April 30, 2013

Creating intimacy in borrowed spaces

I don’t really know how I came to be the naked photographer. It’s not something I planned. The first time I posted a naked photo, I was just being silly. But then my readers (and their clamoring for more photos) made it a tradition.

I do love the way that taking naked photos creates intimacy, often with a woman I’ve just met. What’s funny is that I’m almost always taking the photos in some kind of borrowed place: a hotel room, a park, a balcony, a hiking trail, a cabin in the woods. Only once have I taken a photo of a woman in her own home — even then, I had to open the front door to get the best light, which made the photo shoot a bit public. I like that tension, actually — the intimacy of a woman telling me the stories of her body against the backdrop of an impersonal hotel room or a space that neither of us has any connection to.

I’d known Caregiver for about an hour when my friends started telling her about the naked blogging project. I could tell she was listening carefully to everything they said. And unlike many people I’ve met, she didn’t burst out immediately with, “No way, I’m not posing.” I took that as a good sign.

By the next morning, she had volunteered to be photographed. We ducked into a bedroom on the first floor of the mountain cabin we were all staying in. I’d noticed the room before when I went looking for a bathroom. I liked the lack of curtains, the soft light spread across the bed.

Caregiver stepped into the bathroom to strip off her clothes and emerged naked. “I’m going to tell you what I don’t like about my body,” she said. Every woman has a list, it seems.

When she was done, I asked, “What do you like about your body?” That list was much longer.

 She stretched across the bed, first propping herself up on an elbow to look out the window. “How do you want me to pose?” she asked, turning.

“Hide your face,” I said. “That’s the body part I don’t show on my blog.” So she rolled over, and I snapped the photo.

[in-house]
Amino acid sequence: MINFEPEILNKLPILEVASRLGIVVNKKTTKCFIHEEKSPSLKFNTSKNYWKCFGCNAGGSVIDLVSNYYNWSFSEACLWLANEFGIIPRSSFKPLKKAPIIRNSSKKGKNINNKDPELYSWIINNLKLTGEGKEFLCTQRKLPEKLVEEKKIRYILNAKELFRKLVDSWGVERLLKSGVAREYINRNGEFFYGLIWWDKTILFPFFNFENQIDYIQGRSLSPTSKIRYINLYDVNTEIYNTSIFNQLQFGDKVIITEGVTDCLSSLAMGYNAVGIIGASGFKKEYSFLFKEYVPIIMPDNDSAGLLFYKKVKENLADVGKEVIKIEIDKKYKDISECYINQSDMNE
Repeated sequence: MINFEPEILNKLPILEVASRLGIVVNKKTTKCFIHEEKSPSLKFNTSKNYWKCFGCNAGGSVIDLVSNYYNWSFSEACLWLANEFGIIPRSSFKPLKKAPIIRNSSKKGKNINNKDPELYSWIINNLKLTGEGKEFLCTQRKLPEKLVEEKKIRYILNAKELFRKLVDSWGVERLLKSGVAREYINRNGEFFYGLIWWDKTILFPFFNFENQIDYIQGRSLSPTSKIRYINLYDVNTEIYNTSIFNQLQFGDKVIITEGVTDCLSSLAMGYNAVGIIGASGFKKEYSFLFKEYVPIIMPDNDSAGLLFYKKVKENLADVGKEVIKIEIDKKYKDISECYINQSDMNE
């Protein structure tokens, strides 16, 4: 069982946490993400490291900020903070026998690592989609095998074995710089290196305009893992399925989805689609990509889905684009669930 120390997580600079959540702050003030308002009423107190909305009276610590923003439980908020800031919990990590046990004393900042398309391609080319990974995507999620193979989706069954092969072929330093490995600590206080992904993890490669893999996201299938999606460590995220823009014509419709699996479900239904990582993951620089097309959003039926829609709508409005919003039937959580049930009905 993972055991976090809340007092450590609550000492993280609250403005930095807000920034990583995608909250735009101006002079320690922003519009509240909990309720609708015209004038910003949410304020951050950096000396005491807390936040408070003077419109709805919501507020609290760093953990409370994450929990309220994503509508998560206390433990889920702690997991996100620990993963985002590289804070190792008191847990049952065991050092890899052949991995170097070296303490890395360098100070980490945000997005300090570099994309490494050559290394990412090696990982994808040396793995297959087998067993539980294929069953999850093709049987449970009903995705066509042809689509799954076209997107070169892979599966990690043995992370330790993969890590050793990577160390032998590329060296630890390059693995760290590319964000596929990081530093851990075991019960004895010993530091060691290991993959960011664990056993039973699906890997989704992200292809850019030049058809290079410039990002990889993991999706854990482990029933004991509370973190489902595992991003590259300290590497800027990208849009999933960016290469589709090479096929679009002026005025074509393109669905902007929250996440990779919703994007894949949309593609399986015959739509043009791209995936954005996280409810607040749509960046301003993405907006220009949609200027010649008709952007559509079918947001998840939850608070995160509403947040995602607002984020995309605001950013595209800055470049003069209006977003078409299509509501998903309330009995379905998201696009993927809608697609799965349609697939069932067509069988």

Mountain Bed

If you don't know the history of the naked photo tradition, you can check it out here. Or go look at the gallery of photos.


Cindy said...

Another gorgeous, sexy woman. And I like how we can look right out to that bench. Maybe you ought to have put another nekkid woman on the outdoor bench for good measure.

jo(e) said...

Oh, I wish I'd thought of that! I could have asked some of my other friends to be just lolling about naked on the bench in the background ....

Anonymous said...

Every woman has a list

That's so true. I think we're trained somehow to hate our bodies. Women always think they're too skinny or too curvy or too fat or too short or too tall or SOMETHING.


Mary Stebbins Taitt said...

For some reason this made me cry. "I'm going to tell you what I don't like about my body" Every woman has a list. So do men, some of them, anyway, I know mine does. Nice photo, nice light.

John said...

Mary Stebbins Taitt is right; I have my list. I think I've said it before, but at the risk of repeating myself I'll say it again: I love your blog.

Ruth said...

Nice photo. The light is beautiful and so is the woman.

I want you to photograph me if we're ever in the same city.

Zhoen said...

Something about this portrait that has a kind of immediacy, a genuine quality. Not that the others lack, but this one has more of.

Anonymous said...

Another lovely portrait.


robin andrea said...

A friend posted this link on Facebook:


I thought it was quite beautiful. When I came over to your blog this morning, your naked photos made me think of those portraits. Years of naked beauty, a book in the making.

Anonymous said...

Robin, I saw that too! And I like "Naked Beauty" as a book title.